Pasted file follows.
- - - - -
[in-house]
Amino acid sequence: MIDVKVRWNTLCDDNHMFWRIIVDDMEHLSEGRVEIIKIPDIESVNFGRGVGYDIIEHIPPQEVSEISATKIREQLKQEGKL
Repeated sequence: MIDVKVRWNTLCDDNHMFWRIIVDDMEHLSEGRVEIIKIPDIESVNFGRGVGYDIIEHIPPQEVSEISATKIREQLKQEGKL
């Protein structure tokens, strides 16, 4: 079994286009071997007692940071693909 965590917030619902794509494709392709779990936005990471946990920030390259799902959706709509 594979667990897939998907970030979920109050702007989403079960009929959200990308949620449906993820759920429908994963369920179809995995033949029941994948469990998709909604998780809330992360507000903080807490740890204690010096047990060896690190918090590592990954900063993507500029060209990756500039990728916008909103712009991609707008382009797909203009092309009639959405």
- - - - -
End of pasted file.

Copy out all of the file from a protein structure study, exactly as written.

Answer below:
[in-house]
Amino acid sequence: MIDVKVRWNTLCDDNHMFWRIIVDDMEHLSEGRVEIIKIPDIESVNFGRGVGYDIIEHIPPQEVSEISATKIREQLKQEGKL
Repeated sequence: MIDVKVRWNTLCDDNHMFWRIIVDDMEHLSEGRVEIIKIPDIESVNFGRGVGYDIIEHIPPQEVSEISATKIREQLKQEGKL
């Protein structure tokens, strides 16, 4: 079994286009071997007692940071693909 965590917030619902794509494709392709779990936005990471946990920030390259799902959706709509 594979667990897939998907970030979920109050702007989403079960009929959200990308949620449906993820759920429908994963369920179809995995033949029941994948469990998709909604998780809330992360507000903080807490740890204690010096047990060896690190918090590592990954900063993507500029060209990756500039990728916008909103712009991609707008382009797909203009092309009639959405």